[groom, groom]


verb (used with object)

Origin of groom

1175–1225; Middle English grom boy, groom; apparently akin to grow
Related formsgroom·er, noungroom·ish, adjectivegroom·ish·ly, adverbnon·groom·ing, adjectivere·groom, verb (used with object)un·groomed, adjective

Synonyms for groom Unabridged Based on the Random House Unabridged Dictionary, © Random House, Inc. 2019

Examples from the Web for grooming

Contemporary Examples of grooming

Historical Examples of grooming

  • When it came to grooming the mud was caked thick on all hides.

    The Delta of the Triple Elevens

    William Elmer Bachman

  • Of mornings, Landy assisted with the colt's grooming and education.

    David Lannarck, Midget

    George S. Harney

  • With that he proceeded to give Bobby such a grooming as he had never had before.

    Greyfriars Bobby

    Eleanor Atkinson

  • It had been explained to them that each one should attend the grooming of his or her own horse.

    Dorothy on a Ranch

    Evelyn Raymond

  • We went round to the stables, where we found Dio, who was grooming the horses.

    With Axe and Rifle

    W.H.G. Kingston

British Dictionary definitions for grooming



a person employed to clean and look after horses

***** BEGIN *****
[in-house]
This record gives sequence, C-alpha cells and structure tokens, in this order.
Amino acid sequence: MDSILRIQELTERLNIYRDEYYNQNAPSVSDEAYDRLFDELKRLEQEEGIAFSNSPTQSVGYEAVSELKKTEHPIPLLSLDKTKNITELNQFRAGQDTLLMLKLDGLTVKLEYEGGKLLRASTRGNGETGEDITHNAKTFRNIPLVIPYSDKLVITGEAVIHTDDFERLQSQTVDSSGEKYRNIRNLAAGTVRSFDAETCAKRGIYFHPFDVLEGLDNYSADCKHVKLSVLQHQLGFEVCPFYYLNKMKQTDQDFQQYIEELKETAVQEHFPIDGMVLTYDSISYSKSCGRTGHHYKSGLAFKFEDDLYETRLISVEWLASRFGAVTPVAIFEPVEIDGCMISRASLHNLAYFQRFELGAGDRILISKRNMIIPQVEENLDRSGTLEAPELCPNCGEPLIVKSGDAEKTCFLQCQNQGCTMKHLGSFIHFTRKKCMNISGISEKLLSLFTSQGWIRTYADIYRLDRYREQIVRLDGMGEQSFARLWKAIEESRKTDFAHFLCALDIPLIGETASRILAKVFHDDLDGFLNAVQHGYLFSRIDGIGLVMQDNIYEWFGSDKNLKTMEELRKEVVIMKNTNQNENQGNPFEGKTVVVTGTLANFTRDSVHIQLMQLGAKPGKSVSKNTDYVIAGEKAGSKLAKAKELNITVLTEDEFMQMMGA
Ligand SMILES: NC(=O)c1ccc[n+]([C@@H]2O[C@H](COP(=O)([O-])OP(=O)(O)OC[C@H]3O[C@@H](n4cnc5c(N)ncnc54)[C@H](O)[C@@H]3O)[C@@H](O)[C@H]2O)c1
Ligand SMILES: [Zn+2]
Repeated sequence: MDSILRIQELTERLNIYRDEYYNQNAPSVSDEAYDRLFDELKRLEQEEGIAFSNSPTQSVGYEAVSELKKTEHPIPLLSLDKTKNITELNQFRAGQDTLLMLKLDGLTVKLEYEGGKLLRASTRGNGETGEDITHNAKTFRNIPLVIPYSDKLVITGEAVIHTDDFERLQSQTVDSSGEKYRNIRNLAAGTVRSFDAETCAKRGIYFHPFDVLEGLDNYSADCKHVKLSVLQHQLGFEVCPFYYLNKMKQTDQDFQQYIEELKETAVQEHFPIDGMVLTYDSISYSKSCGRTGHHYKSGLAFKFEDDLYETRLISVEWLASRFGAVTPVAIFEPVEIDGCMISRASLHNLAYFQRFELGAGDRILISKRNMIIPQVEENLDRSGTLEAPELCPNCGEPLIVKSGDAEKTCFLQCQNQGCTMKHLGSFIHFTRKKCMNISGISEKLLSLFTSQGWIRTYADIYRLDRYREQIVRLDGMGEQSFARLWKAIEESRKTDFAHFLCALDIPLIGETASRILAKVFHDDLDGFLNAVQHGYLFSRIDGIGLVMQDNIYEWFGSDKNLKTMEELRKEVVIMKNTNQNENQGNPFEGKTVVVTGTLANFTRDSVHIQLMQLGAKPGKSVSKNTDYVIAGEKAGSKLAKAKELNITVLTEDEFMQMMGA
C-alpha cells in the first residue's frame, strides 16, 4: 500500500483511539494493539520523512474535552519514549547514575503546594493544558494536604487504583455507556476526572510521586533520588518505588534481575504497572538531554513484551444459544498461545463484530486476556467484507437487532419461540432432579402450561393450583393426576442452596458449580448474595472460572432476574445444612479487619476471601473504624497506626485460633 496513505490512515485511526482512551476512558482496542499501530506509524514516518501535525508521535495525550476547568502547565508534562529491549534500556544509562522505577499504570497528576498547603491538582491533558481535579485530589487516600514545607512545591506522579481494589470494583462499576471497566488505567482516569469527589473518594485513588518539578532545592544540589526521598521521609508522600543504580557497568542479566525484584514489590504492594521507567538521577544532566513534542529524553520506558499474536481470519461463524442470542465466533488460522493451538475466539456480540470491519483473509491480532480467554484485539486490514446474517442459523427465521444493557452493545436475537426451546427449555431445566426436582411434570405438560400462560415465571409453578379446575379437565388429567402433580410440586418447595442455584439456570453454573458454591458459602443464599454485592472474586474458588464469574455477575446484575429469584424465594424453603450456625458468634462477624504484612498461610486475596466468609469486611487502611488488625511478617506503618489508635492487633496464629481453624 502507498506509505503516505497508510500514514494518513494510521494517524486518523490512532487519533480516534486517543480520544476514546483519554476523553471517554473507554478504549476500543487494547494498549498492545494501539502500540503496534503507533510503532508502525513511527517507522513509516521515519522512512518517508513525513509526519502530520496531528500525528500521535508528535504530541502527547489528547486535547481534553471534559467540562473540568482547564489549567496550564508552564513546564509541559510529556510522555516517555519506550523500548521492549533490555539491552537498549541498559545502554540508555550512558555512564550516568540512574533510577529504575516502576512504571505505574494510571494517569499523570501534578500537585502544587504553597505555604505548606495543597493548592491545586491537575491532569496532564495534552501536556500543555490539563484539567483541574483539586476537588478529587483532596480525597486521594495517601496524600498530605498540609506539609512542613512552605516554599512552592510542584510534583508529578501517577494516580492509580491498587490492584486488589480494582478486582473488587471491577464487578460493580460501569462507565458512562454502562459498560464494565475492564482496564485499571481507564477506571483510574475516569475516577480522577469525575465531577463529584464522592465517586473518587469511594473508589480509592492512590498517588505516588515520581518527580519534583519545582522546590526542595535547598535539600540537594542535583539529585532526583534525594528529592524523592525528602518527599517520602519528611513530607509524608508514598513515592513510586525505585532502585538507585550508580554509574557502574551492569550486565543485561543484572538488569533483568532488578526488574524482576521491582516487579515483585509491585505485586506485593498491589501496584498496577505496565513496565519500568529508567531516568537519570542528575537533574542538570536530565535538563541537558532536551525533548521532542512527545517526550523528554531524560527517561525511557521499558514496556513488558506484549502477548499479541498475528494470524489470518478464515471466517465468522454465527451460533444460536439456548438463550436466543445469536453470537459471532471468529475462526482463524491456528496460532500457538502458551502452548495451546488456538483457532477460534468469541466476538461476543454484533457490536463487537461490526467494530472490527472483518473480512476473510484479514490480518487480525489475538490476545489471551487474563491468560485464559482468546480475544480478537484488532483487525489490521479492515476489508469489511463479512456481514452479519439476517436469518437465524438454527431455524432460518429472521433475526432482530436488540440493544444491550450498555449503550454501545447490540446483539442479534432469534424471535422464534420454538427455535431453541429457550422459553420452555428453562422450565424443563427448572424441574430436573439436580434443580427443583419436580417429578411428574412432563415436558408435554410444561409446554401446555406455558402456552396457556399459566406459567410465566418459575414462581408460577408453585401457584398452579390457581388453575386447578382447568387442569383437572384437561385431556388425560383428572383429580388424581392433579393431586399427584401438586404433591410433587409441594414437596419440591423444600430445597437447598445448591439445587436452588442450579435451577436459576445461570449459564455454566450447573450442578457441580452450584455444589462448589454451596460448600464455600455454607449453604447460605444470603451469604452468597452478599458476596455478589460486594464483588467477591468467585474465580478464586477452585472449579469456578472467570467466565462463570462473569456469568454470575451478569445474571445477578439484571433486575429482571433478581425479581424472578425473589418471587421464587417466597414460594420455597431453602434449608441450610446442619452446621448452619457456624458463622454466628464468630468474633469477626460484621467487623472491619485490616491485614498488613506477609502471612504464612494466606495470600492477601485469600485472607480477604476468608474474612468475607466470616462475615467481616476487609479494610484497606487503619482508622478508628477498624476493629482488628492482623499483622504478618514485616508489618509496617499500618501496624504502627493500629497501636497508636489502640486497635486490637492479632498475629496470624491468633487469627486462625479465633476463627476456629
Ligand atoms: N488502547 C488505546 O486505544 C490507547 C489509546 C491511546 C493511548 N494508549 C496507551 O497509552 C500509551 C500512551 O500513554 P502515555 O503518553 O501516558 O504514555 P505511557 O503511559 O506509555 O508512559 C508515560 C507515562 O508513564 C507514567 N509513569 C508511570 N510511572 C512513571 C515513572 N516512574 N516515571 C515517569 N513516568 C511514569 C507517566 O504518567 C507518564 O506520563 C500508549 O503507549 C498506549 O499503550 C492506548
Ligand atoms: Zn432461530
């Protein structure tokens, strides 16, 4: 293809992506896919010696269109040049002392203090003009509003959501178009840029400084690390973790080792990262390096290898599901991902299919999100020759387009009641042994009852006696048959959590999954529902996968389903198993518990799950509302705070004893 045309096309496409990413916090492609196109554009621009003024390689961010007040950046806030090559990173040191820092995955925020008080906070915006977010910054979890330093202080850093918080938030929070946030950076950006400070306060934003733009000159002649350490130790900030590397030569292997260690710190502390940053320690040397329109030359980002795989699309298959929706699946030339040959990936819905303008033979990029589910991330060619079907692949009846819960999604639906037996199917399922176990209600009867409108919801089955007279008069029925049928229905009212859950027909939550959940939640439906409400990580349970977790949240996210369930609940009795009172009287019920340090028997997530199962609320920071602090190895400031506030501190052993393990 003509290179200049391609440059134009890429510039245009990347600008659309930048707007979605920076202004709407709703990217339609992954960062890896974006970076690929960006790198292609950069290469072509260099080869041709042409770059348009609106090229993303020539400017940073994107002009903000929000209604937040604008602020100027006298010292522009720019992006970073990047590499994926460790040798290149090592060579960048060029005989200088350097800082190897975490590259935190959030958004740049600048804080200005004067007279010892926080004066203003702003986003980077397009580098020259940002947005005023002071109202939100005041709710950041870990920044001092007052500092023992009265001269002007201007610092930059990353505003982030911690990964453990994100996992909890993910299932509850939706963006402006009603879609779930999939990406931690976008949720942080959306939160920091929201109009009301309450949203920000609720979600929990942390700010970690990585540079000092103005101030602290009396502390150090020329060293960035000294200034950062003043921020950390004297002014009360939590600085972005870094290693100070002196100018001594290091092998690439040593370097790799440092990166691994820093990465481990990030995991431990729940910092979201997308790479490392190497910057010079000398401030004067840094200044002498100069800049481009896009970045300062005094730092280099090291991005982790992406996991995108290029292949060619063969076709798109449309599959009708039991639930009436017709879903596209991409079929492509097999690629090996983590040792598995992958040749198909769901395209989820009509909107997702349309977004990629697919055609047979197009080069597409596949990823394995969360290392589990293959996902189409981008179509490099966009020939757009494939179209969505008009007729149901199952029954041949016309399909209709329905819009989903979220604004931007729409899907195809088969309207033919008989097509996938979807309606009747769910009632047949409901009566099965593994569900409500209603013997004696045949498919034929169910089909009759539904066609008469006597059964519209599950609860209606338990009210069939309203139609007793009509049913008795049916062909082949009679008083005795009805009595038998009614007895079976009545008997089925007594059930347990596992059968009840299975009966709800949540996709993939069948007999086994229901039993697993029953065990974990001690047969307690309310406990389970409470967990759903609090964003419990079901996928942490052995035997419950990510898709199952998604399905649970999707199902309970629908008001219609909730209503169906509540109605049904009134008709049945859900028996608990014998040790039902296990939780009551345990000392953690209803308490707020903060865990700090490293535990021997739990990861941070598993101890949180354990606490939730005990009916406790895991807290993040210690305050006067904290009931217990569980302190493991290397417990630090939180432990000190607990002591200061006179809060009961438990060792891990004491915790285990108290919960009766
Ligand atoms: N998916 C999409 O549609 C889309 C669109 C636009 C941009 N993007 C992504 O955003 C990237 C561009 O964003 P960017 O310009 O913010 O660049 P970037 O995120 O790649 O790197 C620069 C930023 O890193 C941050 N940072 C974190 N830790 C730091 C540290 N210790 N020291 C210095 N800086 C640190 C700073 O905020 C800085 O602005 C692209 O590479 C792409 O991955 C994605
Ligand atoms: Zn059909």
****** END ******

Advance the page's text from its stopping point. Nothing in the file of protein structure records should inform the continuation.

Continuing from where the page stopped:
any of various officers of a royal or noble household
archaic a male servant or attendant
archaic, poetic a young man

verb (tr)

to make or keep (clothes, appearance, etc) clean and tidy
to rub down, clean, and smarten (a horse, dog, etc)
to train or prepare for a particular task, occupation, etcto groom someone for the Presidency
to win the confidence of (a victim) in order to a commit sexual assault on him or her
Derived Formsgroomer, noungrooming, noun

Word Origin for groom

C13 grom manservant; perhaps related to Old English grōwan to grow
Collins English Dictionary - Complete & Unabridged 2012 Digital Edition © William Collins Sons & Co. Ltd. 1979, 1986 © HarperCollins Publishers 1998, 2000, 2003, 2005, 2006, 2007, 2009, 2012

Word Origin and History for grooming



c.1200, grome "male child, boy;" c.1300 as "youth, young man." No known cognates in other Germanic languages. Perhaps from Old English *groma, related to growan "grow;" or from Old French grommet "servant" (cf. Middle English gromet "ship's boy," early 13c.). Meaning "male servant who attends to horses" is from 1660s.



husband-to-be at a wedding, c.1600, short for bridegroom, in which the second element is Old English guma "man."



1809, from groom (n.1) in its secondary sense of "male servant who attends to horses." Transferred sense of "to tidy (oneself) up" is from 1843; figurative sense of "to prepare a candidate" is from 1887, originally in U.S. politics. Related: Groomed; grooming.

Online Etymology Dictionary, © 2010 Douglas Harper